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Sacred Trust: The Medieval Church as an Economic Firm

Author

Listed:
  • Ekelund, Robert B.

    (Auburn University)

  • Hebert, Robert F.
  • Tollison, Robert D.

    (George Mason University)

  • Anderson, Gary M.

    (California State University-Northridge)

  • Davidson, Audrey B.

    (University of Louisville)

Abstract

The Church dominated society in the Middle Ages and functioned as a quasi-government, providing public and private goods. This book is the first to examine specific institutions in the Church in the Middle Ages in economic terms. Other books have argued generally that the Church either had a positive or negative effect on economic development. The authors of this book look more closely at the actual Church institutions and practices and describe how each functioned as a part of the larger economy of the time. They focus especially on marriage, usury, heresy, the crusades, and the monasteries. It is not their purpose to reject or impugn religious motives that may be advanced by theologians and historians. Their goal is to bring a fresh perspective to the role of institutions of the medieval Church in economic development.

Suggested Citation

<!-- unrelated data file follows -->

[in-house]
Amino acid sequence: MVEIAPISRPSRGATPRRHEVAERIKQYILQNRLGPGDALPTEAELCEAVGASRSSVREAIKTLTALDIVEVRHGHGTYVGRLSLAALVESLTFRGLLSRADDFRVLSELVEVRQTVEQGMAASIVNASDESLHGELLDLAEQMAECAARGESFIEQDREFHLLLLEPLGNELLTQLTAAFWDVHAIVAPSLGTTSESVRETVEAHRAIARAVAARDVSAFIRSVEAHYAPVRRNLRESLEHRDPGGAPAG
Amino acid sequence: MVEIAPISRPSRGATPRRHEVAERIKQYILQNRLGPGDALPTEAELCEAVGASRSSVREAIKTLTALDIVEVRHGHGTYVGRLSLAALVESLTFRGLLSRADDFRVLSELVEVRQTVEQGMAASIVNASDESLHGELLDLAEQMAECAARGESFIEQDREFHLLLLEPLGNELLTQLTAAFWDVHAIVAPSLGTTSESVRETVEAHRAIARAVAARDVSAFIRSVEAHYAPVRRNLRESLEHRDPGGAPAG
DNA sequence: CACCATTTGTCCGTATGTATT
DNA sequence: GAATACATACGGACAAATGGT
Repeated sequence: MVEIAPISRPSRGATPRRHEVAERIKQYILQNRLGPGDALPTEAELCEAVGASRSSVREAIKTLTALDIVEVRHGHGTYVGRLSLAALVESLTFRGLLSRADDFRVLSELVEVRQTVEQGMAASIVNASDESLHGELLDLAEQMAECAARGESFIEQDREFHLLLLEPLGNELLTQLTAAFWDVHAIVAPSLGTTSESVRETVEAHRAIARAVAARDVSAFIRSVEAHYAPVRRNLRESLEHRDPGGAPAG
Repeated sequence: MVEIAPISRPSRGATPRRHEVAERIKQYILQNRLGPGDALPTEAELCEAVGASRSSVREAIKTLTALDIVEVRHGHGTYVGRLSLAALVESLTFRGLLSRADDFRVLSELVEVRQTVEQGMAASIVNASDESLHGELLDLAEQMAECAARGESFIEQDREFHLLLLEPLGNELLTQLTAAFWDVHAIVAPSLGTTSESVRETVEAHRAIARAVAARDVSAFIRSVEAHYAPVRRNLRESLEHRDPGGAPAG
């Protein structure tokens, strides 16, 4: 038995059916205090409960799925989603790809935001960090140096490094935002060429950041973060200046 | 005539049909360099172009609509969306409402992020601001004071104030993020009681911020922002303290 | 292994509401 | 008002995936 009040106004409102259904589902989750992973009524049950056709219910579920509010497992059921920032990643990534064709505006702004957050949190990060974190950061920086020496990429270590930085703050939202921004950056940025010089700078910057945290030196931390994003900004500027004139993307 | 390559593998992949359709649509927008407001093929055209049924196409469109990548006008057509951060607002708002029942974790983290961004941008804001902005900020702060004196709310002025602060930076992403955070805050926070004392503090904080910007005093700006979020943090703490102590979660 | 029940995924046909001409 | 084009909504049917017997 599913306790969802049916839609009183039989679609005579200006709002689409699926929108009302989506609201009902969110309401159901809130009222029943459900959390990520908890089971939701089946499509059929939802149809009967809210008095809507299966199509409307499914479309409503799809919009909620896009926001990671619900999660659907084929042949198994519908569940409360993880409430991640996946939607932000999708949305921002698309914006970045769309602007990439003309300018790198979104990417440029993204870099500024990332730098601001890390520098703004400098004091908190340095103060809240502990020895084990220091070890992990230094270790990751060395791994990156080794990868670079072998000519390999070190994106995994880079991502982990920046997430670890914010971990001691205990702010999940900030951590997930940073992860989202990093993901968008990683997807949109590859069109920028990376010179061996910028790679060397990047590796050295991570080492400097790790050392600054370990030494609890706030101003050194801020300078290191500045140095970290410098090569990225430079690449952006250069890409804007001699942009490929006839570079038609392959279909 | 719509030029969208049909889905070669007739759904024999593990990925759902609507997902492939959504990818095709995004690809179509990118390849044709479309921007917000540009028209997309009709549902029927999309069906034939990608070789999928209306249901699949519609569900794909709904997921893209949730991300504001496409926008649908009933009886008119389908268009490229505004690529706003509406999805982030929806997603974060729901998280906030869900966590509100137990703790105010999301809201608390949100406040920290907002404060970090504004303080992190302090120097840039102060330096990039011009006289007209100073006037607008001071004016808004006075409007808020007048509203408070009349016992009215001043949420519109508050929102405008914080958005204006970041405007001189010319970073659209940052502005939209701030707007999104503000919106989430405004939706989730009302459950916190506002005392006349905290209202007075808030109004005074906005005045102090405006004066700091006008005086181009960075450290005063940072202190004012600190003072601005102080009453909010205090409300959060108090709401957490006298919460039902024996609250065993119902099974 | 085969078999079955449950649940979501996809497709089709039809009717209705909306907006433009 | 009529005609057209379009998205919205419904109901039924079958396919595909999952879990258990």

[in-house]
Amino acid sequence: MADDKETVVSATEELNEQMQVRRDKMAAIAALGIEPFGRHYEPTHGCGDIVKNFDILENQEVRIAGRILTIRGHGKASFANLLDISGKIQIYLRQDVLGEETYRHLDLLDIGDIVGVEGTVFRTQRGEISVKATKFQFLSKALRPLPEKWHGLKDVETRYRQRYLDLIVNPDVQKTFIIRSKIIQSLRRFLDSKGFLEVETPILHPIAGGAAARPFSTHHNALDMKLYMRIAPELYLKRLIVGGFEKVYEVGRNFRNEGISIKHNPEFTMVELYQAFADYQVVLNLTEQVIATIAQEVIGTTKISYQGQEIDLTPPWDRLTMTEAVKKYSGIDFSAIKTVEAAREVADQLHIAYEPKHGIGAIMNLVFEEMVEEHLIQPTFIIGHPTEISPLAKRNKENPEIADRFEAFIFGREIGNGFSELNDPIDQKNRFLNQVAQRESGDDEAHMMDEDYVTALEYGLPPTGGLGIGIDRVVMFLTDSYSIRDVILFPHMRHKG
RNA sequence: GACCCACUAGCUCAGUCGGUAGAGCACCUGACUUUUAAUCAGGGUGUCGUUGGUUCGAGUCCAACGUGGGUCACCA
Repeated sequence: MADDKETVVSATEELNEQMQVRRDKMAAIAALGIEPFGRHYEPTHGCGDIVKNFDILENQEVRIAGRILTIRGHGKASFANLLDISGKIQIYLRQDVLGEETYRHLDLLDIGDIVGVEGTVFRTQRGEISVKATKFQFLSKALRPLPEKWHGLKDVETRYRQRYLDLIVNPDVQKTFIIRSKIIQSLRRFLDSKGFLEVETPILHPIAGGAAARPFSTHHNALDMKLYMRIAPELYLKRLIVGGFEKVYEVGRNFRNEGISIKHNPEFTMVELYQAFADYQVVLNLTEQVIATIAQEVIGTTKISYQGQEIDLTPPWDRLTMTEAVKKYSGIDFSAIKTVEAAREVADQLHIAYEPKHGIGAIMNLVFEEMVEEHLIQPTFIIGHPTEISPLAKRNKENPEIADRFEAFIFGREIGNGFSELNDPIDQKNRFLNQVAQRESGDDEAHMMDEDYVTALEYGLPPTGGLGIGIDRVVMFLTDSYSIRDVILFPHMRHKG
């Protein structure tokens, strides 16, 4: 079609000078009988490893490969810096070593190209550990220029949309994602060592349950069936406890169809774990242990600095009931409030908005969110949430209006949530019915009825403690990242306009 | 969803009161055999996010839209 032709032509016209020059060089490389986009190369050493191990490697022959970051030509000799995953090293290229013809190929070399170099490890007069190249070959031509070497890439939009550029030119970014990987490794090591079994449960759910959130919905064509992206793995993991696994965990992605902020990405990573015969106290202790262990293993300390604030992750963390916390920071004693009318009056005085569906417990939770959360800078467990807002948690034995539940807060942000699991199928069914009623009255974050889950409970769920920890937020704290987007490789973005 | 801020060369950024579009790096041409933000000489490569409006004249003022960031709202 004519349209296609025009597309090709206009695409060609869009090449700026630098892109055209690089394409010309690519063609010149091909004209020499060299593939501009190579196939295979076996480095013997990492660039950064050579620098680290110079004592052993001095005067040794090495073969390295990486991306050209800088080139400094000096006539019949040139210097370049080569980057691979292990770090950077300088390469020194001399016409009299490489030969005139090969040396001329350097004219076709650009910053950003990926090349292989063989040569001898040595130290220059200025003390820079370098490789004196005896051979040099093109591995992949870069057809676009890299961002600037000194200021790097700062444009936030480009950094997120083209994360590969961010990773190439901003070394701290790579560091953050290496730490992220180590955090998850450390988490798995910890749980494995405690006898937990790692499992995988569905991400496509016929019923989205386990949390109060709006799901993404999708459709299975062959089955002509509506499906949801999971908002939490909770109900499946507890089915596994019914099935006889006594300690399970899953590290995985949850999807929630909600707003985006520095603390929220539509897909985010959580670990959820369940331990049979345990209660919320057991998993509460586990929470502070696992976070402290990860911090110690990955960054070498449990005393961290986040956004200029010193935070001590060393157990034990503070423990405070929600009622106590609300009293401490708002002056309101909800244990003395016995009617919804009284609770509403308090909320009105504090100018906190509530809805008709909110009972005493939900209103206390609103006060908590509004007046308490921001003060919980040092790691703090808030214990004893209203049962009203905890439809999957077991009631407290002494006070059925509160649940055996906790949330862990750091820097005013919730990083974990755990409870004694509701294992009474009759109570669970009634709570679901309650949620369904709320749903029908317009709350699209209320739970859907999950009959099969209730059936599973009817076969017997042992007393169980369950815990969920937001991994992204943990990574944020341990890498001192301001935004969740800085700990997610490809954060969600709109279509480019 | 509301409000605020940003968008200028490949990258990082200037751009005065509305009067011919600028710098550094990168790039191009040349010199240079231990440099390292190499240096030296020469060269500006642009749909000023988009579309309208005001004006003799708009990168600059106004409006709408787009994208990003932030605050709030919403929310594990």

• Ekelund, Robert B. & Hebert, Robert F. & Tollison, Robert D. & Anderson, Gary M. & Davidson, Audrey B., 1997. "Sacred Trust: The Medieval Church as an Economic Firm," OUP Catalogue, Oxford University Press, number 9780195103373.
  • Handle: RePEc:oxp:obooks:9780195103373
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    Citations

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    Cited by:

    1. Guido Heineck, 2001. "The Determinants of Church Attendance and Religious Human Capital in Germany: Evidence from Panel Data," Discussion Papers of DIW Berlin 263, DIW Berlin, German Institute for Economic Research.
    2. Coşgel, Metin M. & Miceli, Thomas J. & Rubin, Jared, 2012. "The political economy of mass printing: Legitimacy and technological change in the Ottoman Empire," Journal of Comparative Economics, Elsevier, vol. 40(3), pages 357-371.
    3. Paul Frijters & Juan D. Barón, 2012. "The Cult of Theoi: Economic Uncertainty and Religion," The Economic Record, The Economic Society of Australia, vol. 88(s1), pages 116-136, June.
    4. Fletcher, Erin K. & Iyigun, Murat, 2009. "Cultures, Clashes and Peace," IZA Discussion Papers 4116, Institute for the Study of Labor (IZA).
    5. Laurence Iannaccone & Eli Berman, 2006. "Religious extremism: The good, the bad, and the deadly," Public Choice, Springer, vol. 128(1), pages 109-129, July.
    6. Munro, John H., 2002. "The medieval origins of the 'Financial Revolution': usury, rentes, and negotiablity," MPRA Paper 10925, University Library of Munich, Germany, revised Sep 2002.
    7. Mark Koyama, 2008. "Evading the 'Taint of Usury' Complex Contracts and Segmented Capital Markets," Economics Series Working Papers 412, University of Oxford, Department of Economics.
    8. Klick, Jonathan, 2006. "Salvation as a selective incentive," International Review of Law and Economics, Elsevier, vol. 26(1), pages 15-32, March.